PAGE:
So far, 2014 has been a volatile year for the stock market. The S&P 500 has gone from its all-time high of 1,850 on January 15 to a low of 1,737 on Wednesday. This is a brutal 6.1% intra-year decline. For the year, the S&P 500 is no down 5.2%. However, these big intra-year drops are very typical of the markets.
Check out this chart from JP Morgan Funds’ David Kelly. According to Kelly’s research, the average annual intra-year drop since 1980 is a whopping 14.4%. This makes this year’s sell-off look minuscule. More importantly, annual returns during these years have been positive 26 out of 34 times. Yes, the recent volatility hurts. But it’s no reason to freak out.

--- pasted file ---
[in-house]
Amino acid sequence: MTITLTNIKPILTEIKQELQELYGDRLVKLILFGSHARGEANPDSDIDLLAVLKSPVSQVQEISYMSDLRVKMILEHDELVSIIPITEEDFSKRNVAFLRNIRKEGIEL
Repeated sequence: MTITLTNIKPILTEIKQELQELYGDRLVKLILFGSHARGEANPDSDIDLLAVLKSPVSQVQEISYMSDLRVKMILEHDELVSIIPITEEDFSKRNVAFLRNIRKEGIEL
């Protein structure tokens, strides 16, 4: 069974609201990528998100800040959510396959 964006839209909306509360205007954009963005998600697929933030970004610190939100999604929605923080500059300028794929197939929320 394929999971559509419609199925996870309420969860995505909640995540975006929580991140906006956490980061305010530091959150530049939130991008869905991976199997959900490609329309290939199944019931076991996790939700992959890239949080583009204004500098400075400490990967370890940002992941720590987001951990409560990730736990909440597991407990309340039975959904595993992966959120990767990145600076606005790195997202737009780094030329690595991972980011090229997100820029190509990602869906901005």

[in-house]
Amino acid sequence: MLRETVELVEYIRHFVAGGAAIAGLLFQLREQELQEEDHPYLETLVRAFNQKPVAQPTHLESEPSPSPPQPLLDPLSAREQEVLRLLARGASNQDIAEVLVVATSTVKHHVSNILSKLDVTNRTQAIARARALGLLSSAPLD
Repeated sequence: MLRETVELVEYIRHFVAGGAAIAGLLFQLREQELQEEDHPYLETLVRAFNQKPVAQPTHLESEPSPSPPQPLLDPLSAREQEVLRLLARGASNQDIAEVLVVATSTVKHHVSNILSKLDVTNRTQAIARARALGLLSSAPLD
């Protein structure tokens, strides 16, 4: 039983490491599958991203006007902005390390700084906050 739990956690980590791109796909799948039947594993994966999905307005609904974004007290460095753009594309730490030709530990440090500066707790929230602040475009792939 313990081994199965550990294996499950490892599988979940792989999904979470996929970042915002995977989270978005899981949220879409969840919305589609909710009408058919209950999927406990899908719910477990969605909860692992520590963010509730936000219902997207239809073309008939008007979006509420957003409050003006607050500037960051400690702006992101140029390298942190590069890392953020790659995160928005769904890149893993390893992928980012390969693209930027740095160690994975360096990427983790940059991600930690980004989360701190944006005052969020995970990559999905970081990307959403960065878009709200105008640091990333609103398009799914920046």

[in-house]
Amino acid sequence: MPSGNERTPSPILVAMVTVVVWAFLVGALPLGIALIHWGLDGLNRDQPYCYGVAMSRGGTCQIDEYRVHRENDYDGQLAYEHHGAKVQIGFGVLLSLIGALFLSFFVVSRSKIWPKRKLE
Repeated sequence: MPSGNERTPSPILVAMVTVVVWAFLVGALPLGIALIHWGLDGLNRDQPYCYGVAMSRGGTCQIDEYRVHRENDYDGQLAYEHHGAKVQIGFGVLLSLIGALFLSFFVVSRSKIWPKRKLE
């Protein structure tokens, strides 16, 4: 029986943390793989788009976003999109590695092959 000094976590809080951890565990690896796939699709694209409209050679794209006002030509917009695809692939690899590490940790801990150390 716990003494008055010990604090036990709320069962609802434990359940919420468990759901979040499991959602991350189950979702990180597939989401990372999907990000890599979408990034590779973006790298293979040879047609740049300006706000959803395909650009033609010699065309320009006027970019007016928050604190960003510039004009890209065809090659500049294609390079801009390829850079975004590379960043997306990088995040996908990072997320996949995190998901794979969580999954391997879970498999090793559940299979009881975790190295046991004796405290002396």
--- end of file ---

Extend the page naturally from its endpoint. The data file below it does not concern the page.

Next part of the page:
2013 was a really terrible year for commodities, as flagging demand worldwide ate into prices. Just four major commodities – natural gas, oil, palladium and, barely, zinc saw year-over-year price gains, according to the “commodities quilt” below from U.S. Funds. Growth in the top performer, natgas, which climbed 33%, diverged 66% from the worst performer, corn, which fell 23%.
That may seem extreme, but it’s been worse: in 2006, the disparity was almost 200 percent between winning nickel and losing natural gas. It’s also importants to recognize that annual returns for each commodity can be quite volatile. That’s why the pattern of colors in the quilt is so chaotic. “The price movement of commodities is historically both seasonal and cyclical,” wrote the folks at U.S. Funds. “That’s why when investing in natural resources, we believe it is important for your portfolio to hold a diversified basket of commodities and to be actively managed by professionals who understand these specialized assets and the global trends impacting them.”